Thus, the recent news by TGI Friday’s that they would be developing a small format restaurant devoted to curbside and off-site delivery was of interest. Given the chain’s reputation as a leading casual sit-down restaurant, this entrance into the world of off-site dining can be interpreted to indicate that this will be a permanent change to US dining habits – even after the threat of the pandemic recedes.

For more information and discussion of opportunities, see The Freedonia Group’s extensive collection of off-the-shelf research. Freedonia Custom Research is also available for questions requiring tailored market intelligence.

  Covid-19      Food & Beverage      Services    

Rising Lumber Prices; Again a Challenge to Construction Industry?

Over the past year and a half, the US building construction industry has been buffeted by a wide range of issues – COVID-19, shortages of labor and raw materials, and surging prices for materials when available. For many in the construction industry, high lumber prices were perhaps the most pressing issue. Given the ubiquity of lumber in construction jobs – from building decks to making structural framing – high lumber prices bedeviled builders, contractors, and consumers for most of the second half of 2020 and the first half of 2021 before prices returned to their pre-pandemic norms.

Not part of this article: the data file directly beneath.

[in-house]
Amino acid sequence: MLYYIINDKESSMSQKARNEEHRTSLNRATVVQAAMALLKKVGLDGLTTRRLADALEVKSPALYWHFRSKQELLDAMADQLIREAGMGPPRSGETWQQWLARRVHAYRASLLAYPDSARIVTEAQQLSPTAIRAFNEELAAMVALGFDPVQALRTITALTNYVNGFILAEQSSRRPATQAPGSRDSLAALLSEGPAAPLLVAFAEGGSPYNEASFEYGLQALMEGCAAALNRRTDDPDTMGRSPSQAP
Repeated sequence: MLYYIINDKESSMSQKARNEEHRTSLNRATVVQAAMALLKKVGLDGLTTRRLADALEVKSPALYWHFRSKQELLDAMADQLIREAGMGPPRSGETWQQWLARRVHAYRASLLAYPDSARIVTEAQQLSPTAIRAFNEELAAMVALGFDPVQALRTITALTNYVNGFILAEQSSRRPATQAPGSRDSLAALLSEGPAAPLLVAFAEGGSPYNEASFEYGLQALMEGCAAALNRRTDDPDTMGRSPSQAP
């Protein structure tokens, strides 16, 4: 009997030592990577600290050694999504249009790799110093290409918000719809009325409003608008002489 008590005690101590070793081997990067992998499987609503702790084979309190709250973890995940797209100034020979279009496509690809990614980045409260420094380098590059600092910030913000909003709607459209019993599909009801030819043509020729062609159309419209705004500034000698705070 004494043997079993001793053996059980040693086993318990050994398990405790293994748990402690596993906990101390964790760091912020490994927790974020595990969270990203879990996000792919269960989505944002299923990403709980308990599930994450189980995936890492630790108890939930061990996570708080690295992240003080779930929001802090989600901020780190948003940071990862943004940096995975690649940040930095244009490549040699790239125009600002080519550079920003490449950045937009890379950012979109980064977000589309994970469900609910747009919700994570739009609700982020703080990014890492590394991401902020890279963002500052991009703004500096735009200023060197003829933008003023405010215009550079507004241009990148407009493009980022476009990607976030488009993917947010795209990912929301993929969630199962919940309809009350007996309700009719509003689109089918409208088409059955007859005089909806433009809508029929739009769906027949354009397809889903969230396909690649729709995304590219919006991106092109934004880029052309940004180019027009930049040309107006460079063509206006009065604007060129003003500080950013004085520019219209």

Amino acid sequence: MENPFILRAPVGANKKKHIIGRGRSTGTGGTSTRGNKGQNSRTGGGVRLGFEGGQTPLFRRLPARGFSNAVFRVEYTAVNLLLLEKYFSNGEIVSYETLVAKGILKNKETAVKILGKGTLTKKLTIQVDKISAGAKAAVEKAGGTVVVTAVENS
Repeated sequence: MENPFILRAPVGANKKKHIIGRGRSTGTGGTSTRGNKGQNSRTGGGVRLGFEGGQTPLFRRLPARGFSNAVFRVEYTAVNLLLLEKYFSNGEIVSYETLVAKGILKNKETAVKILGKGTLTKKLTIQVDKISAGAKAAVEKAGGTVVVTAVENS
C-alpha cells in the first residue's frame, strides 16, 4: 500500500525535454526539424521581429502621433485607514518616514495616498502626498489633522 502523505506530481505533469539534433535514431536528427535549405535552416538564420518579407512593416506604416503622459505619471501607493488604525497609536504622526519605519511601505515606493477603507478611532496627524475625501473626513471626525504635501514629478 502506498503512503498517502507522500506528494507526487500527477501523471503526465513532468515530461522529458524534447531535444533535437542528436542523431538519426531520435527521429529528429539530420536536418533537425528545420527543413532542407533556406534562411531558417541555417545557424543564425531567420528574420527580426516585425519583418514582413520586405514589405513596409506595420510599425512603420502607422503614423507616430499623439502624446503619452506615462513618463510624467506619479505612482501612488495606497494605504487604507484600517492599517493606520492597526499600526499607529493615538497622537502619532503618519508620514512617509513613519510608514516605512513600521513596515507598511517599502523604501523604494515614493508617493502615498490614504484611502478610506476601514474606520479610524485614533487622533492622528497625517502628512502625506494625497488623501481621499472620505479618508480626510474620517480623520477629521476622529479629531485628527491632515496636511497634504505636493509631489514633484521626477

Now, however, lumber prices have started to rise again, causing angst among the construction industry. While prices – about $700 per thousand board feet – are far below the $1,700 peak seen last year, their rise – at a time when inflation is affecting so many other items (such as gasoline, fasteners, and other building components) – is a concern: